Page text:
Chad Knaus called on carpet by NASCAR, but incident is swept under it

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When a crew chief is informed before the race is over that his presence is requested at the NASCAR hauler immediately after the checkered flag, that’s usually not good news.

Especially if the person in question is six-time champion crew chief Chad Knaus.

But when Knaus reached the NASCAR hauler after the race, ultimately, it wound up being much ado about nothing, according to NASCAR vice president of competition Robin Pemberton.

Knaus had been beckoned by NASCAR officials because he wanted to put a wheel spacer on Jimmie Johnson’s car during the race to correct an issue, but was overruled by a NASCAR pit road official.

“Yeah, that’s basically it, but it’s fine,” Pemberton said. “Everything is done. We just wanted to clear the air, clarify everything. It’s really a non-issue.”

Just when fans thought there might be a hefty fine or suspension in the future for Knaus, no stranger to NASCAR penalties and suspensions, Pemberton said the entire incident was overblown.

“We just had a discussion on pit road between our official and Chad, and really it was just to discuss it, what they tried to do, and that’s it, really,” Pemberton said. “It was really not a big deal. We were just trying to clarify what went on, that’s all.”

It wasn’t like Johnson was running for the championship, because he had been eliminated at the end of the Contender’s Round four races ago.

While Knaus felt he was within his rights as a crew chief, the pit road official essentially said nay-nay.

I’m not going to get into the weeds on that, but sometimes if you thought you had an issue with a wheel stud or something mechanical like that, you may need to put a spacer on to get some clean threads for the lug nuts,” Pemberton said. “I have no idea, and that’s not our question. It really is such a small, minute deal, it’s fine. Everything is good.”

The right protocol would have been for Knaus to ask the pit road official for permission to put in the spacer.

That would be a better way to do that, yeah,” Pemberton said. “But in the heat of the battle, it’s fine. Everything is fine.”

And there will not be any penalties, either.

“No, it’s so far under (the NASCAR penalty threshold) that it’s ridiculous,” Pemberton said. “We’re good.”

Whoooo, thank goodness that’s cleared up.

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Donny Schatz edges Kyle Larson for Outlaws victory at Lake Ozark

Trent Gower/World of Outlaws
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Donny Schatz made a last-lap pass on Kyle Larson, snatching a World of Outlaws victory Saturday night at Lake Ozark Speedway.

Larson started on the pole, led 30 of 35 laps and was in control until a caution set up a two-lap shootout to the finish before a limited crowd in Eldon, Missouri.

Schatz and Larson traded the lead twice over the final two laps, but the 10-time champion emerged with his first victory since the NOS Energy Drink Sprint Car Series returned in mid-May from a two-month layoff because of the novel coronavirus (COVID-19) pandemic.

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“Man, I don’t know what to say, but Kyle’s a damn good racer,” Schatz, who led five laps, told DirtVision after his 296th Outlaws win. “I kind of had to go where he didn’t. We got that green-white-checkered, and I decided I was going to send it. He decided the same thing.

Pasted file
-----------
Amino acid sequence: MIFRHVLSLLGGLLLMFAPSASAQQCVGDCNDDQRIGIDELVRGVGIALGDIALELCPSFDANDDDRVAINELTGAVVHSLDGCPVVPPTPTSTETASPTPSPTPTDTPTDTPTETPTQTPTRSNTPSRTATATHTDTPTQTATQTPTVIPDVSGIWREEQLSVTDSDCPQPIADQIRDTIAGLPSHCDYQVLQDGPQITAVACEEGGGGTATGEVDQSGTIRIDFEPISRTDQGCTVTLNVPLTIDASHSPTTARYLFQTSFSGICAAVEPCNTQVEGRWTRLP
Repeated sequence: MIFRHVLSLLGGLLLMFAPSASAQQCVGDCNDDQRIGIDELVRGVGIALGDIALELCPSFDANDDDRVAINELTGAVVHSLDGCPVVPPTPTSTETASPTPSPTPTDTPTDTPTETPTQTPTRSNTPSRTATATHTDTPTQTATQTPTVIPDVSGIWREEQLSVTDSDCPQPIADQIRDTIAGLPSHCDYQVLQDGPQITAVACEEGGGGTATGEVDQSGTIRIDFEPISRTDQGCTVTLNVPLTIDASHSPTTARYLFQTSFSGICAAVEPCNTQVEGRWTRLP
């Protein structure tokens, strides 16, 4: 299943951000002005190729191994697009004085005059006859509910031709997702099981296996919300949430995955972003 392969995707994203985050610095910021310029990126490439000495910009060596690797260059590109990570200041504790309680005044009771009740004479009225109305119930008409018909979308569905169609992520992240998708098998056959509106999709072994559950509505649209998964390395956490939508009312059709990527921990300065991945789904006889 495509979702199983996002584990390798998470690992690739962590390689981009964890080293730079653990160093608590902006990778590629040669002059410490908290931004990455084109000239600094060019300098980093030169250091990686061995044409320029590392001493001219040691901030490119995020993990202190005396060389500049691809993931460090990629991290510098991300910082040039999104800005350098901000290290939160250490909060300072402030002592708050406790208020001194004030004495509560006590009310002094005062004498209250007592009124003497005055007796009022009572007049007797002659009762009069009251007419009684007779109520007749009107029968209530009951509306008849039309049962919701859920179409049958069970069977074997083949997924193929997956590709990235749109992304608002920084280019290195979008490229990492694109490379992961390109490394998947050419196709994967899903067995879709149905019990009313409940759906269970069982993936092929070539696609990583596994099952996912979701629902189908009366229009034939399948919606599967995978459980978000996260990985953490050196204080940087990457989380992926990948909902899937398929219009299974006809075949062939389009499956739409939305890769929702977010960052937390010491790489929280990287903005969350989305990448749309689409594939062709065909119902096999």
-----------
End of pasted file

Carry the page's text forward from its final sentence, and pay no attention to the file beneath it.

Donny Schatz celebrates at Lake Ozark Speedway after his second Outlaws Sprint Car victory of the season (Trent Gower).

“I’m glad to get the win. It feels like it’s been forever. I’ve been out here 24 years, and every night is a learning experience still.”

Larson finished second in his fifth start since he began racing with the Outlaws after being suspended from NASCAR.

“Obviously, it would have been nice to get the win,” Larson said on DirtVision. “I figured Donny would rip the middle. The restarts before, he’d almost clear me in (turns) 3 and 4. I should have known to protect and block his momentum. I felt I exited 2 OK. We don’t have spotters or rearview mirrors so you can’t see how close he is or really hear it when the pace is so slow.

“I just didn’t do a good enough job to run a smarter final couple of laps.”

Brad Sweet, Larson’s brother in law, finished third, with Shane Stewart and David Gravel rounding out the top five.

Larson rebounded from a 10th in Friday’s feature at Lake Ozark Speedway, continuing his streak of top-10 finishes in all five of his starts since the Outlaws’ return.

“We got our car a lot better from last night, so that was a plus,” said Larson, who finished second and first in back-to-back nights last week at Federated Auto Parts Raceway at Pevely, Missouri. “These guys are really tough. To be on the podium with Donny and Brad, they’ve won lots of big races and championships, it’s nice. I just didn’t do what I needed to do that last restart.”

Larson nearly had a flawless night Saturday, turning a 11.426-second lap to capture his second pole position this season and won the pole dash to start first in the feature.

Larson, who was fired by Chip Ganassi Racing from his NASCAR Cup Series ride last month for using a racial slur in an iRacing event, said last week that he plans to run several more NOS Energy Sprint Car Series races this year.

Larson remains indefinitely suspended by NASCAR but was approved to race by the Outlaws after completing sensitivity training.